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Daily Catholic Question

Why can't a woman be ordained a deacon or a priest?

When it speaks of the Sacrament of Holy Orders and who may receive the sacrament, the Catechism of the Catholic Church does not distinguish between the order of diaconate and priesthood. It says simply, "Only a baptized man (vir) validly receives sacred ordination.'" It goes on to say, "The Lord Jesus chose men (viri) to form the college of the twelve apostles, and the apostles did the same when they chose collaborators to succeed them....The Church recognizes herself to be bound by this choice made by the Lord himself. For this reason the ordination of women is not possible" (#1577).

Some theologians argue that, cultically, only a male can adequately represent Christ in the eucharistic liturgy. I believe that the strongest argument against the ordination of women to Holy Orders is tradition and the appeal to authority.

Pope John Paul II concluded his 1994 apostolic letter to all bishops in the Catholic Church, Priestly Ordination Reserved to Men Alone (Ordinatio Sacerdotalis) by writing, "In virtue of my ministry of confirming the brethren (see Luke 22:32) I declare that the Church has no authority whatsoever to confer priestly ordination on women and that this judgment is to be definitively held by all the Church's faithful."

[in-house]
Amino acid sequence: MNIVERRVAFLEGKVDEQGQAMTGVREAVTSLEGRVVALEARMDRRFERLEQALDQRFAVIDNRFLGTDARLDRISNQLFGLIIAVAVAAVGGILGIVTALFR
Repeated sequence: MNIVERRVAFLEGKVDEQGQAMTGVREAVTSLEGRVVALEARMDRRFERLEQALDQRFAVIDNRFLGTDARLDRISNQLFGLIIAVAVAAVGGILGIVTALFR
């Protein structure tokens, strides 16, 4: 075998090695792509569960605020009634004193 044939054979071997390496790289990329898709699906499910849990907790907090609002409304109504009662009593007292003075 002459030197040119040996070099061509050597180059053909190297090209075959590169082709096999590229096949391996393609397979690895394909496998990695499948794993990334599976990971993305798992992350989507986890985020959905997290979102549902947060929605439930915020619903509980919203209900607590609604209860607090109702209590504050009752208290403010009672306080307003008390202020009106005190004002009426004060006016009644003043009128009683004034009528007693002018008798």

In other words, Pope John Paul II believes that it was determined by Christ himself that only males be ordained to the priesthood and that he, John Paul, has no power to deviate from what Jesus has determined.

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Wednesday, October 10, 2012
Daily Catholic Question for 10/9/2012 Daily Catholic Question for 10/11/2012


Wolfgang of Regensburg: Wolfgang was born in Swabia, Germany, and was educated at a school located at the abbey of Reichenau. There he encountered Henry, a young noble who went on to become Archbishop of Trier. Meanwhile, Wolfgang remained in close contact with the archbishop, teaching in his cathedral school and supporting his efforts to reform the clergy. 
<p>At the death of the archbishop, Wolfgang chose to become a Benedictine monk and moved to an abbey in Einsiedeln, now part of Switzerland. Ordained a priest, he was appointed director of the monastery school there. Later he was sent to Hungary as a missionary, though his zeal and good will yielded limited results. </p><p>Emperor Otto II appointed him Bishop of Regensburg near Munich. He immediately initiated reform of the clergy and of religious life, preaching with vigor and effectiveness and always demonstrating special concern for the poor. He wore the habit of a monk and lived an austere life. </p><p>The draw to monastic life never left him, including the desire for a life of solitude. At one point he left his diocese so that he could devote himself to prayer, but his responsibilities as bishop called him back. </p><p>In 994 Wolfgang became ill while on a journey; he died in Puppingen near Linz, Austria. He was canonized in 1052. His feast day is celebrated widely in much of central Europe. </p> American Catholic Blog Keep your gaze always on our most beloved Jesus, asking him in the depths of his heart what he desires for you, and never deny him anything even if it means going strongly against the grain for you. –Blessed Maria Sagrario of St. Aloysius Gonzaga

 
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